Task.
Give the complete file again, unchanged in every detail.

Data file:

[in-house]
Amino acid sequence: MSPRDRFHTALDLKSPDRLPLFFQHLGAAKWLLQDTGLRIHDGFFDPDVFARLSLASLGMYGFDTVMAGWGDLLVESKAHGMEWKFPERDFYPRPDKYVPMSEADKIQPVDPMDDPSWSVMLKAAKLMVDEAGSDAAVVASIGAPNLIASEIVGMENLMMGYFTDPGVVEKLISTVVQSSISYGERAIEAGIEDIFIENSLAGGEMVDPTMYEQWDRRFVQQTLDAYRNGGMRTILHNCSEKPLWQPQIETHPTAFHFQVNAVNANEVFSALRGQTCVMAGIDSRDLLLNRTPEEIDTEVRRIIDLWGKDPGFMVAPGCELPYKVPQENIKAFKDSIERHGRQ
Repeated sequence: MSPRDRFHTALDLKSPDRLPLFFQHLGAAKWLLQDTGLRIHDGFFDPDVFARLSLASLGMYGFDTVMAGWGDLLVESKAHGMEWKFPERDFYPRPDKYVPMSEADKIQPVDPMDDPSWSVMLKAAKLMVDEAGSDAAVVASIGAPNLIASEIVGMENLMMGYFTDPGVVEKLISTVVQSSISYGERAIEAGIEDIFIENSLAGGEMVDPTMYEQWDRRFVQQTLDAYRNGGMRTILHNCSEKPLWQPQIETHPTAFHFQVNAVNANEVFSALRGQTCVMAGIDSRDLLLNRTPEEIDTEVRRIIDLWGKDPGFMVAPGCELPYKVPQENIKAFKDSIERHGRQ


[in-house]
Amino acid sequence: MSPRDRFHTALDLKSPDRLPLFFQHLGAAKWLLQDTGLRIHDGFFDPDVFARLSLASLGMYGFDTVMAGWGDLLVESKAHGMEWKFPERDFYPRPDKYVPMSEADKIQPVDPMDDPSWSVMLKAAKLMVDEAGSDAAVVASIGAPNLIASEIVGMENLMMGYFTDPGVVEKLISTVVQSSISYGERAIEAGIEDIFIENSLAGGEMVDPTMYEQWDRRFVQQTLDAYRNGGMRTILHNCSEKPLWQPQIETHPTAFHFQVNAVNANEVFSALRGQTCVMAGIDSRDLLLNRTPEEIDTEVRRIIDLWGKDPGFMVAPGCELPYKVPQENIKAFKDSIERHGRQ
Repeated sequence: MSPRDRFHTALDLKSPDRLPLFFQHLGAAKWLLQDTGLRIHDGFFDPDVFARLSLASLGMYGFDTVMAGWGDLLVESKAHGMEWKFPERDFYPRPDKYVPMSEADKIQPVDPMDDPSWSVMLKAAKLMVDEAGSDAAVVASIGAPNLIASEIVGMENLMMGYFTDPGVVEKLISTVVQSSISYGERAIEAGIEDIFIENSLAGGEMVDPTMYEQWDRRFVQQTLDAYRNGGMRTILHNCSEKPLWQPQIETHPTAFHFQVNAVNANEVFSALRGQTCVMAGIDSRDLLLNRTPEEIDTEVRRIIDLWGKDPGFMVAPGCELPYKVPQENIKAFKDSIERHGRQ